Carmen Monico presents at international forum in The Hague
As concerns over illegal practices in intercountry adoption and global surrogacy continue to capture the world's attention, Assistant Professor of Human Service Studies Carmen Monico presented at an international forum of experts informing The Hague Conference on International Law's reporting on these critical global issues.
Carmen Monico, an assistant professor in Elon’s Human Service Studies program, presented at the International Forum on Intercountry Adoption and Global Surrogacy held in The Hague Aug. 11-13, 2014.
The conference was convened by the Institute of Social Studies (ISS) and attended by close to 100 representatives from academic institutions, adoption agencies and related government institutions from around the world. Participants shared their lessons learned from 20 years of implementation of the 1993 Hague Convention on Intercountry Adoption (HCIA), which has been signed by over 70 countries and provides global, children’s rights-based standards for international adoptions.
Researchers, adult adoptees, and adoption agency advocates recognized that progress has being made but expressed concerns about existing convention “loopholes,” the ongoing illegal practices of international adoption, and emergent unfair practices in international surrogacy arrangements, which are not properly addressed in the HCIA or any other existing international convention. The forum aimed to provide inputs for the report of the Fourth Special Commission on the HCIA’s practical operation, expecte4d in spring 2015, and the Hague Conference’s upcoming report on surrogacy, the Children & Youth Studies/ People, Environment, and Resources research program of the ISS.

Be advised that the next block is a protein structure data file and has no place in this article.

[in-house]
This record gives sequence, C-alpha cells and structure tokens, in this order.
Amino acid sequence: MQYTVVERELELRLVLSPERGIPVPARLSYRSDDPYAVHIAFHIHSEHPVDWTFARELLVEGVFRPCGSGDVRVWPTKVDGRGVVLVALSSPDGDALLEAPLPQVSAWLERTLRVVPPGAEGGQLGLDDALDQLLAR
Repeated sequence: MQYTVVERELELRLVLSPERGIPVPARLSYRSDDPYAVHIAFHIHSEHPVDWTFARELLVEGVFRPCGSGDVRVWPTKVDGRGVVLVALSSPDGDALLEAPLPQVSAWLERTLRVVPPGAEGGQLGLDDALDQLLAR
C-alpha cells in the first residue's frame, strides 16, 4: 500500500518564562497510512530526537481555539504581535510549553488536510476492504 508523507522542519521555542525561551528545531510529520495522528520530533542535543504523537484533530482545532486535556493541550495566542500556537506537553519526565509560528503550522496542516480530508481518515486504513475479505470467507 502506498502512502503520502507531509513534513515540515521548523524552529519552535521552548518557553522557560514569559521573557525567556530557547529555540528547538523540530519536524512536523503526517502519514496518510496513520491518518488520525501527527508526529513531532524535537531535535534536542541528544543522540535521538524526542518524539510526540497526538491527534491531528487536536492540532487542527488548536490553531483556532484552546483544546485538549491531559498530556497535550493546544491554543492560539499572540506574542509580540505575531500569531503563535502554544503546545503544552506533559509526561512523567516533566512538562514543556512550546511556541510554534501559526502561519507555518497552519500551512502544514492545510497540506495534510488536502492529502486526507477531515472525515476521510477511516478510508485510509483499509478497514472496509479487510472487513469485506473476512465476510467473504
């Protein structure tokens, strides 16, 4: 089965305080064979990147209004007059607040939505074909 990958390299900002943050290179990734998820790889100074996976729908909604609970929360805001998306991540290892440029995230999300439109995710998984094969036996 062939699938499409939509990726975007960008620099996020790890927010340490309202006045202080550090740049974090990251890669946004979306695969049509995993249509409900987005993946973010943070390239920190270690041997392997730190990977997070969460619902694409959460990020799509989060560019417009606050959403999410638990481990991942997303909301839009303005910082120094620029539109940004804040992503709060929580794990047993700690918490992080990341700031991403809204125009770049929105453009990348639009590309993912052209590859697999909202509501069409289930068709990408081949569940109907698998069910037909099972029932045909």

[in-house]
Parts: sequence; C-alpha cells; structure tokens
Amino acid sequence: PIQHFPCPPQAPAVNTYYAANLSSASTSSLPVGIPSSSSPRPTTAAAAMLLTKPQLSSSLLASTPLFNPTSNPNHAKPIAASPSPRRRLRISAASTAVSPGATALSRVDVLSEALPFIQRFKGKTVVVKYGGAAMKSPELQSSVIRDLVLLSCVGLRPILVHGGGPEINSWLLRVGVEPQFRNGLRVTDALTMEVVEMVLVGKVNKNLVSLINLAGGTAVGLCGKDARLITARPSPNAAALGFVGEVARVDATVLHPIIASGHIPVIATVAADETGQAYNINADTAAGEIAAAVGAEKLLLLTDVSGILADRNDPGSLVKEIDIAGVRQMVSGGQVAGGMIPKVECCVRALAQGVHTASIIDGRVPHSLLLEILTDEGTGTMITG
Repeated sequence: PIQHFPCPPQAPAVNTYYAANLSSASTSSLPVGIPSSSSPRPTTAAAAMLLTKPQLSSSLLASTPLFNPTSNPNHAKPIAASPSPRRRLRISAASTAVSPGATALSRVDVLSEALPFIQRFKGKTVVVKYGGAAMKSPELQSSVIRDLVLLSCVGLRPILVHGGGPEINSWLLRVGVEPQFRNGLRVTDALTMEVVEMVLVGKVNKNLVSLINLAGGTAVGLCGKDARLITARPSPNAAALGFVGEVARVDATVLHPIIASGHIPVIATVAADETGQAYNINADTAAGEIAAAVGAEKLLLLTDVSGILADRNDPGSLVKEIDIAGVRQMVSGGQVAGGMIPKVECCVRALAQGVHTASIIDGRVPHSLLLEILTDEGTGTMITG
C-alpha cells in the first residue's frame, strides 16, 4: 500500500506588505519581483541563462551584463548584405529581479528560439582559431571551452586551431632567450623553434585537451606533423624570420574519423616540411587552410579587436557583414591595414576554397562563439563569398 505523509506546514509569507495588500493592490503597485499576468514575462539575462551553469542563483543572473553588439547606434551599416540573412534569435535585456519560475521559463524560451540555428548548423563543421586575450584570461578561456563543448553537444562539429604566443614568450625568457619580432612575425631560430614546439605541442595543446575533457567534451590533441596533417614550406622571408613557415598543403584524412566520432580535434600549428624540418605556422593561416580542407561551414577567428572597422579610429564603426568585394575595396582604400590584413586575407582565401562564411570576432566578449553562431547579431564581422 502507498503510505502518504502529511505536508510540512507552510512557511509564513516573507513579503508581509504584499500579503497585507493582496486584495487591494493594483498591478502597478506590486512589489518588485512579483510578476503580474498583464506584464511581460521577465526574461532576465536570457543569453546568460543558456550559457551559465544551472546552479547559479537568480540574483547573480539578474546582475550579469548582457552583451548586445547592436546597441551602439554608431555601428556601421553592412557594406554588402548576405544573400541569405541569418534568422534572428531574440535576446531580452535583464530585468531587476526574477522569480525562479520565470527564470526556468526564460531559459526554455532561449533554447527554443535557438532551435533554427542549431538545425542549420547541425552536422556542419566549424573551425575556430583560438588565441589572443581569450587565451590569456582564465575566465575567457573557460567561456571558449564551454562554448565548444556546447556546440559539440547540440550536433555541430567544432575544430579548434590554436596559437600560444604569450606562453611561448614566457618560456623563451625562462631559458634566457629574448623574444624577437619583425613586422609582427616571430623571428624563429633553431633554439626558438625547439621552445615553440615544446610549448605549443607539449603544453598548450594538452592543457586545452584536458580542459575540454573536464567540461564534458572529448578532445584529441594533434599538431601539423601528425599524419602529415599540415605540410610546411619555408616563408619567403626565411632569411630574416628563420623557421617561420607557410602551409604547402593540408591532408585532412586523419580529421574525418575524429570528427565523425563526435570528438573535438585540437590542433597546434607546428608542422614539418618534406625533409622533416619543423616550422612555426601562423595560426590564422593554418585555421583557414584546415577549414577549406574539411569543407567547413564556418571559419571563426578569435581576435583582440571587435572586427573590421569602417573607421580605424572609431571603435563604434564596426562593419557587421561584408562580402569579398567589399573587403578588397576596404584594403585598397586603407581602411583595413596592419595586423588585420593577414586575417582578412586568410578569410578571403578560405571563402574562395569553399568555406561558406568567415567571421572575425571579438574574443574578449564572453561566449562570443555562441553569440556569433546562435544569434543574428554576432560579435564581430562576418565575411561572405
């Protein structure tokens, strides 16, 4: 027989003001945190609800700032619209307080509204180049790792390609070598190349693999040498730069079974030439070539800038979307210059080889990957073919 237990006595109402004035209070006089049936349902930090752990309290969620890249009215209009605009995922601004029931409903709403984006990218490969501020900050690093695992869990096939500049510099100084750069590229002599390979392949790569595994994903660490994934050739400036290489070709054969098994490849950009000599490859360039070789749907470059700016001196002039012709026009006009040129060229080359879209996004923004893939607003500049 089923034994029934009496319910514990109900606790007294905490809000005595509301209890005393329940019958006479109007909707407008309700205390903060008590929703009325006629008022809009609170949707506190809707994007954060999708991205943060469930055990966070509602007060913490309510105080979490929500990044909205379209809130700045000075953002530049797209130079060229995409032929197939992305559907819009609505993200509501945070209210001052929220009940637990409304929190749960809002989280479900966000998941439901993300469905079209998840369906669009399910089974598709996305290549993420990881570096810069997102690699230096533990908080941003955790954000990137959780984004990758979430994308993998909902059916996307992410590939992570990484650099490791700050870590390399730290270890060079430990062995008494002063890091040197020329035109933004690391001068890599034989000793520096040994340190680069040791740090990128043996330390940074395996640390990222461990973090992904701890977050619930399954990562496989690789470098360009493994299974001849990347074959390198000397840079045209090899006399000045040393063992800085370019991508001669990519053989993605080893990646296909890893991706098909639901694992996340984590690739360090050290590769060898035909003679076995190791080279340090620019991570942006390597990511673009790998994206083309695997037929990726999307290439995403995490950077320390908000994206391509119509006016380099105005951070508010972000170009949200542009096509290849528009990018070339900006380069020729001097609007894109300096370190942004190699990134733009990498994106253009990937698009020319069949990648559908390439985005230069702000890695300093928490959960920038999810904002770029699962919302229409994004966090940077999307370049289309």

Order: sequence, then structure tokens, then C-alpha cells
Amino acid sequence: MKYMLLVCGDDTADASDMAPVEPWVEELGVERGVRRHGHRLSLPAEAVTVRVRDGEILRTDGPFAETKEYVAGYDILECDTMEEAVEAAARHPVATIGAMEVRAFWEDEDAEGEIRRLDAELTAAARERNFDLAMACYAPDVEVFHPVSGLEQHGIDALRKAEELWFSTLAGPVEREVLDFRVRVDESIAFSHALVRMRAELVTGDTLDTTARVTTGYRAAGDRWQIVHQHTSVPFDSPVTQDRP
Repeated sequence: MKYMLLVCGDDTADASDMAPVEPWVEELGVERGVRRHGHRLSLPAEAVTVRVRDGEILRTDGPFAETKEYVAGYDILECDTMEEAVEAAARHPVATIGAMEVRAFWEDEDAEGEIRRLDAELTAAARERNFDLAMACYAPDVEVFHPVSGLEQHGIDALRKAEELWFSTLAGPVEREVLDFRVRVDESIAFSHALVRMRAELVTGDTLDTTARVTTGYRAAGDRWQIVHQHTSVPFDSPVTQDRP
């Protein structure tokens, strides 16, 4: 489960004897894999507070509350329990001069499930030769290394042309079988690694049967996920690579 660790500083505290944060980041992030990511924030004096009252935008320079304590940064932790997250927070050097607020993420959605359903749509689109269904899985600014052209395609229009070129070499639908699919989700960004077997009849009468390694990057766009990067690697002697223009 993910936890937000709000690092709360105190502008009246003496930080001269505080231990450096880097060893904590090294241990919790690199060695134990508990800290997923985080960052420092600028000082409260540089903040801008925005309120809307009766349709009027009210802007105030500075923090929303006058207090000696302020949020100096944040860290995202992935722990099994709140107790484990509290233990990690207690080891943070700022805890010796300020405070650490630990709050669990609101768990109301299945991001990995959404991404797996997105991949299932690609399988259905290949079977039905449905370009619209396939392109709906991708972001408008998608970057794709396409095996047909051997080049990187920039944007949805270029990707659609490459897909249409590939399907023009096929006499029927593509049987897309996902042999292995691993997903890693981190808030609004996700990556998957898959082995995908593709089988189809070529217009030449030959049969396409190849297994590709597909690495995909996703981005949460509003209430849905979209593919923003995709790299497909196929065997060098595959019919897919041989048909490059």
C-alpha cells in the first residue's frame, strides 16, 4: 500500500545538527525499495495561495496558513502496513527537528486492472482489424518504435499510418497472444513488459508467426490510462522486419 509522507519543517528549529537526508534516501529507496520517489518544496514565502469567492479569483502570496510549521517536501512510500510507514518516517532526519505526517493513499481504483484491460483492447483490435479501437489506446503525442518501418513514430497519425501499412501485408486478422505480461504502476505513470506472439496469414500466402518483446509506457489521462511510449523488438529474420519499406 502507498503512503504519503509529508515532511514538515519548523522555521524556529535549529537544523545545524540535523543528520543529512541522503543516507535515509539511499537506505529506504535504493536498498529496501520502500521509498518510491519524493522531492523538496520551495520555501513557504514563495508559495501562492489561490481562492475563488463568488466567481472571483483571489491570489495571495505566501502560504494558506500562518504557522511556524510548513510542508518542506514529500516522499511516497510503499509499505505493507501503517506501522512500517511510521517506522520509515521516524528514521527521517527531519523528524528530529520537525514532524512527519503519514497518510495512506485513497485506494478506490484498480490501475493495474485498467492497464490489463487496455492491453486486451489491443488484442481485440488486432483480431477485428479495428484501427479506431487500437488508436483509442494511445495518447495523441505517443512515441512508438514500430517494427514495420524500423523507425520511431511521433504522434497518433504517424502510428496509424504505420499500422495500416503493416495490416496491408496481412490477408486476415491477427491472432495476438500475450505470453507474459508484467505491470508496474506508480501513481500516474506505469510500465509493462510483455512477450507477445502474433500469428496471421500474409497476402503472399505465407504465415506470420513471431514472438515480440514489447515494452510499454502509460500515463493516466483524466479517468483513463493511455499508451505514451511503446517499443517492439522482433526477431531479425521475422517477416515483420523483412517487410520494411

The forum was organized in plenary sessions that included as keynote speakers Hans van Loon, Former Secretary General of the Hague Conference on Private International Law (HCCH) from 1996 to 2013, and who initiated and laid the groundwork for the HCIA; Norma Cruz, Founder and Director of the Guatemalan Survivors Foundation, a human rights defender for mothers and their children abducted into international adoption, a 2005 Nobel Peace Prize nominee, and winner of US State Department's 2009 International Woman of Courage Award; and Deepa Venkatachalam, Director of the Sama-Resource Group for Women and Health, and specialist in the social, medical, ethical and economic implications of surrogacy for women and society. The forum included five thematic areas: (1) HCIA Implementation and the Best Interests of the Child; (2) Intercountry Adoption, Countries of Origin, and Biological Families; (3) Intercountry Adoption Agencies and the HCIA; (4) Force, Fraud, Coercion, and (5) Global Surrogacy Practices.
Monico presented to the estimated 25 participants in the thematic group on Force, Fraud and Coercion, which dealt with irregular intercountry adoption practices. She discussed the results of her dissertation on the experience of Guatemalan women whose children were abducted for intercountry adoption, and their relevance to the HCIA implementation in that country and globally. She also hosted a delegation of representatives from the Survivors Foundation and the National Council on Adoption from Guatemala, and served as facilitator of one of the sessions of that thematic group. The College of Arts and Science funded Dr. Monico’s presentation and participation in the Forum, given the critical importance of this global event.
Plenary sessions were live streamed, and a report will be produced and shared through in the ISS website on the Forum: http://www.iss.nl/research/conferences_and_seminars/periodic_conferences_debates_and_seminars/international_forum_on_intercountry_adoption_global_surrogacy/.